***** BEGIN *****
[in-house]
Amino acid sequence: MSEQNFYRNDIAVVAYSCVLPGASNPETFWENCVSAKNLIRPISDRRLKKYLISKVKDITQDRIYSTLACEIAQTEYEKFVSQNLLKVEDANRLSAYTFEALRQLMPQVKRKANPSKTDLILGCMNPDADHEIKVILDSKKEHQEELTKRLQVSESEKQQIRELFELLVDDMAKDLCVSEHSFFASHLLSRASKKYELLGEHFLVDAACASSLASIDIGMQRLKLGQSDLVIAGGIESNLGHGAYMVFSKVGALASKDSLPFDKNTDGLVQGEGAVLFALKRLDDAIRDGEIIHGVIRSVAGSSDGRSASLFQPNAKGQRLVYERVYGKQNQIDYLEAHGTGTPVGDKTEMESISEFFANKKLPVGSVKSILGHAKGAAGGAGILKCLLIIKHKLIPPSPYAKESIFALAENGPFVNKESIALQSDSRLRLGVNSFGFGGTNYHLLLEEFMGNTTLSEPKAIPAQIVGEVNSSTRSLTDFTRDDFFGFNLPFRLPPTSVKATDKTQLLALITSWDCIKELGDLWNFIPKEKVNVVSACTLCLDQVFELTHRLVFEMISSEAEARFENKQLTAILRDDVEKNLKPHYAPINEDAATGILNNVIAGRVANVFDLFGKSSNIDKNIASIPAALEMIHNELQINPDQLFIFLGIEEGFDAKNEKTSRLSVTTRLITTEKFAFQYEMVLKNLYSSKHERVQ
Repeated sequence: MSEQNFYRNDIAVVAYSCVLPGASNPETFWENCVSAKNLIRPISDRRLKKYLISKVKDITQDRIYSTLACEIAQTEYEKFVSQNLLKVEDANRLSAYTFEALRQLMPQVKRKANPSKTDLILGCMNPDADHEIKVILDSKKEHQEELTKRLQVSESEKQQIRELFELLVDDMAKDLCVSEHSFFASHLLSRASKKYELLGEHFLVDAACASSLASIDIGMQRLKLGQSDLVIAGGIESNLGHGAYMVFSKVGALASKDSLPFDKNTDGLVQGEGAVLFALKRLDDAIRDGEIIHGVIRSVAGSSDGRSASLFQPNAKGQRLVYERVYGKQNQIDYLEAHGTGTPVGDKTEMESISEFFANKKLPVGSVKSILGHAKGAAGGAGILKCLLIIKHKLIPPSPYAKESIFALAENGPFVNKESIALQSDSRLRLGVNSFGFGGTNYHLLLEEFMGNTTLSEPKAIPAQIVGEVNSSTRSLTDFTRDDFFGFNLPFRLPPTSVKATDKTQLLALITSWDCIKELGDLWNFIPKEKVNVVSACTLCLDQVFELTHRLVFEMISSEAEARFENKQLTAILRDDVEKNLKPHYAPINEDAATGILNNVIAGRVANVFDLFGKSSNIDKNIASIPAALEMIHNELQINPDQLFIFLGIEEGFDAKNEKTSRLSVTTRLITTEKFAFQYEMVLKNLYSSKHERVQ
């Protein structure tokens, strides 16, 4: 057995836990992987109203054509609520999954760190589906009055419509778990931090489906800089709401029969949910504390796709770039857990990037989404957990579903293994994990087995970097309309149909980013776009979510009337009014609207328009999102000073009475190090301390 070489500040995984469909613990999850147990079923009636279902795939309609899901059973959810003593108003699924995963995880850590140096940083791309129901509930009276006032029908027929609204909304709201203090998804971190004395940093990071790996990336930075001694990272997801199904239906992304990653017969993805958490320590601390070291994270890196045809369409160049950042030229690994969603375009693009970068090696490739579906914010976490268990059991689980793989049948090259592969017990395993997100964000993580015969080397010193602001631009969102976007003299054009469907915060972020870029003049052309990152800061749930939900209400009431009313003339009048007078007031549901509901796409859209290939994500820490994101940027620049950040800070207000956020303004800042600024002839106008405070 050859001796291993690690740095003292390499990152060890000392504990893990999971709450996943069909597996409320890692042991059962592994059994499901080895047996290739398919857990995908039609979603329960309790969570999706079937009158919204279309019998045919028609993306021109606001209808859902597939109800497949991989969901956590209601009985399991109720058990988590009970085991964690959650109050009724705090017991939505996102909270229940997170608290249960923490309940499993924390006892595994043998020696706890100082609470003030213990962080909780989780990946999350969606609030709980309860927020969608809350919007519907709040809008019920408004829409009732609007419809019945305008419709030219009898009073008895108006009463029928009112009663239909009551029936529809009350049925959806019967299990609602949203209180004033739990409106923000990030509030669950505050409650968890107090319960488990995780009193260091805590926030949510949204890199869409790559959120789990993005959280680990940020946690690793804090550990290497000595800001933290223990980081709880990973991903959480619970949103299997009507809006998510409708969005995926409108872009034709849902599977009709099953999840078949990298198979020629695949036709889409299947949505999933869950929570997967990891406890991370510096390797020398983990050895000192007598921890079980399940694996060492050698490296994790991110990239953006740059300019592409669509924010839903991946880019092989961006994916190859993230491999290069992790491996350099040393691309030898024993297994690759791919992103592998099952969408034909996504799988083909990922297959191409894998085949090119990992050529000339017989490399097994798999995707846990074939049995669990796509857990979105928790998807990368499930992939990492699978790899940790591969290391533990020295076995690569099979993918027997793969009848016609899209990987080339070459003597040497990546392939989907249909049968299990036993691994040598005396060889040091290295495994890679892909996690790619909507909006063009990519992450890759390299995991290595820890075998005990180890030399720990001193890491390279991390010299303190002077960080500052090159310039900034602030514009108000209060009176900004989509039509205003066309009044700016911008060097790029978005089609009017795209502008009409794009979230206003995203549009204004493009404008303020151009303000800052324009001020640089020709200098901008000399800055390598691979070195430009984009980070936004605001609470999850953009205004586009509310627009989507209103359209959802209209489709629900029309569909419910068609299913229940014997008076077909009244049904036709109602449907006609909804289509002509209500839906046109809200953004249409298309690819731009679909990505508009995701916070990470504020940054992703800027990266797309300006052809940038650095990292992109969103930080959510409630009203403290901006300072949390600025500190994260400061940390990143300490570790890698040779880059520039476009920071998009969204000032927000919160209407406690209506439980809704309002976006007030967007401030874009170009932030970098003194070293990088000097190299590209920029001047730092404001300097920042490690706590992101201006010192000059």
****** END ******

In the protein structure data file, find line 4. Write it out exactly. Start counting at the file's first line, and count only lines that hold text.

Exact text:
């Protein structure tokens, strides 16, 4: 057995836990992987109203054509609520999954760190589906009055419509778990931090489906800089709401029969949910504390796709770039857990990037989404957990579903293994994990087995970097309309149909980013776009979510009337009014609207328009999102000073009475190090301390 070489500040995984469909613990999850147990079923009636279902795939309609899901059973959810003593108003699924995963995880850590140096940083791309129901509930009276006032029908027929609204909304709201203090998804971190004395940093990071790996990336930075001694990272997801199904239906992304990653017969993805958490320590601390070291994270890196045809369409160049950042030229690994969603375009693009970068090696490739579906914010976490268990059991689980793989049948090259592969017990395993997100964000993580015969080397010193602001631009969102976007003299054009469907915060972020870029003049052309990152800061749930939900209400009431009313003339009048007078007031549901509901796409859209290939994500820490994101940027620049950040800070207000956020303004800042600024002839106008405070 050859001796291993690690740095003292390499990152060890000392504990893990999971709450996943069909597996409320890692042991059962592994059994499901080895047996290739398919857990995908039609979603329960309790969570999706079937009158919204279309019998045919028609993306021109606001209808859902597939109800497949991989969901956590209601009985399991109720058990988590009970085991964690959650109050009724705090017991939505996102909270229940997170608290249960923490309940499993924390006892595994043998020696706890100082609470003030213990962080909780989780990946999350969606609030709980309860927020969608809350919007519907709040809008019920408004829409009732609007419809019945305008419709030219009898009073008895108006009463029928009112009663239909009551029936529809009350049925959806019967299990609602949203209180004033739990409106923000990030509030669950505050409650968890107090319960488990995780009193260091805590926030949510949204890199869409790559959120789990993005959280680990940020946690690793804090550990290497000595800001933290223990980081709880990973991903959480619970949103299997009507809006998510409708969005995926409108872009034709849902599977009709099953999840078949990298198979020629695949036709889409299947949505999933869950929570997967990891406890991370510096390797020398983990050895000192007598921890079980399940694996060492050698490296994790991110990239953006740059300019592409669509924010839903991946880019092989961006994916190859993230491999290069992790491996350099040393691309030898024993297994690759791919992103592998099952969408034909996504799988083909990922297959191409894998085949090119990992050529000339017989490399097994798999995707846990074939049995669990796509857990979105928790998807990368499930992939990492699978790899940790591969290391533990020295076995690569099979993918027997793969009848016609899209990987080339070459003597040497990546392939989907249909049968299990036993691994040598005396060889040091290295495994890679892909996690790619909507909006063009990519992450890759390299995991290595820890075998005990180890030399720990001193890491390279991390010299303190002077960080500052090159310039900034602030514009108000209060009176900004989509039509205003066309009044700016911008060097790029978005089609009017795209502008009409794009979230206003995203549009204004493009404008303020151009303000800052324009001020640089020709200098901008000399800055390598691979070195430009984009980070936004605001609470999850953009205004586009509310627009989507209103359209959802209209489709629900029309569909419910068609299913229940014997008076077909009244049904036709109602449907006609909804289509002509209500839906046109809200953004249409298309690819731009679909990505508009995701916070990470504020940054992703800027990266797309300006052809940038650095990292992109969103930080959510409630009203403290901006300072949390600025500190994260400061940390990143300490570790890698040779880059520039476009920071998009969204000032927000919160209407406690209506439980809704309002976006007030967007401030874009170009932030970098003194070293990088000097190299590209920029001047730092404001300097920042490690706590992101201006010192000059």